If you are severely obese and cannot seem to lose weight through normal means, you may qualify for weight loss surgery. A growing body of evidence suggests that weight loss surgery dramatically reduces the risk of diabetes and heart-related problems. Ask your doctor if you are a candidate for weight loss surgery, as the procedure is not for everyone.
Eat a healthy diet
If you're having trouble figuring out a heart-healthy diet plan, you may want to try the DASH diet, or the Dietary Approaches to Stop Hypertension. The DASH diet is low in fat, cholesterol and salt, but high in healthy foods like fruits, vegetables, whole grains and low-fat dairy.
Not all fats are bad for your heart, but there are certain types you should avoid. Saturated fats and trans fats can boost cholesterol levels, increasing your risk of heart disease.
Saturated fats are commonly found in red meat, dairy products, coconut oils and palm oils.
Trans fats are commonly found in deep-fried foods, bakery products, packaged snacks, margarines and crackers. If your food label says "partially hydrogenated," it means your food may contain trans fat.
If you want a heart-healthy diet, you need to do more than cut out unhealthy fats; you also may need to add certain foods, particularly more fruits and vegetables. If you eat five to 10 servings of fruits and vegetables each day, you can lower your risk of both heart disease and cancer.
To protect your heart, you should also limit the amount of alcohol you drink. Men should drink no more than two drinks a day, while women should not drink more than one a day.
You do not have to fully cut out alcohol from your diet. In fact, moderate drinking (a maximum of one or two drinks per day) can protect your heart; any more and you are are putting your health at risk.
Get regular exercise
Combined with a healthy diet, regular exercise is a great way to control weight and protect your heart. Exercise not only helps you burn the calories you have taken in, but also keeps you fit and feeling good.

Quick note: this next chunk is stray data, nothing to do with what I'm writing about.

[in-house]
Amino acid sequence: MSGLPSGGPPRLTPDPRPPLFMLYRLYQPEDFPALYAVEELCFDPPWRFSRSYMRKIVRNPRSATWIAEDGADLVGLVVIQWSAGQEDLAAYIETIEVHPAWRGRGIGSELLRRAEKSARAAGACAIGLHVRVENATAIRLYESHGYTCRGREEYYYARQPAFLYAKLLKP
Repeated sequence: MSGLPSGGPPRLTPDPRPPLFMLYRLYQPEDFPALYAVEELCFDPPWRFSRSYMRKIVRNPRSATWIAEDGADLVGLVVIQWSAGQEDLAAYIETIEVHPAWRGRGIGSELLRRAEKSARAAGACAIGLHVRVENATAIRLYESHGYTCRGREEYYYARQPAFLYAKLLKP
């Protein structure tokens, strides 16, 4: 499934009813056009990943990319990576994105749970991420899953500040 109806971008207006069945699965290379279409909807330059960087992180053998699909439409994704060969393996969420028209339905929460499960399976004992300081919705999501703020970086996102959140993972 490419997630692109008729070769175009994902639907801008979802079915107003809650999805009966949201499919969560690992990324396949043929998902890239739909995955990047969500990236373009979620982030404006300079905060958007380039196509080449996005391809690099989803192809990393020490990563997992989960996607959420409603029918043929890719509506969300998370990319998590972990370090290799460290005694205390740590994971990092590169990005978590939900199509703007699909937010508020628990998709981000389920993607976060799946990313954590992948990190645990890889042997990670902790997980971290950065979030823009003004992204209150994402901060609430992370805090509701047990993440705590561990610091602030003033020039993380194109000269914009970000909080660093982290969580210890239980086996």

Most major health organizations recommend that all adults get at least 2 hours and 30 minutes of moderate-intensity aerobic physical activity, such as a fast walk. More intense physical activity - such as jogging, bicycling or swimming laps - is also very beneficial.
You should aim to get about 30 minutes of exercise on most days of the week. Keep in mind, though, that any kind of physical activity can help protect your heart health. You do not need to overstrain your body. Activities like gardening or walking the dog burn calories too. However, you will notice greater benefits if your exercises are more intense, last longer and are more frequent.
Get tested for heart-related conditions
You cannot know if you have high blood pressure or high cholesterol unless you get tested for them. By getting screened regularly for these conditions and others, you have a better chance of taking early action and preventing serious problems.
Generally, people start to get screened for blood pressure as children. It is recommended that all adults get their blood pressure checked at least every 2 years. However, people with other heart disease risks - such as obesity or diabetes - should get screened more often.
Beginning at age 20, people should get their cholesterol levels checked at least once every 5 years. People with other heart disease risks should get tested more frequently. Even some children may need frequent cholesterol tests if they have a family history of heart disease.
Diabetes is another risk factor for heart disease. As such, some people may want to get regular diabetes tests, especially if they are overweight or obese.
Doing it without drugs
Protecting your heart does not necessarily require the powers of modern medicine. Through making important lifestyle decisions, you can both protect your heart and boost your overall health.
Quitting your bad habits and starting new healthy habits may be all you need to live without fear of damaging your heart.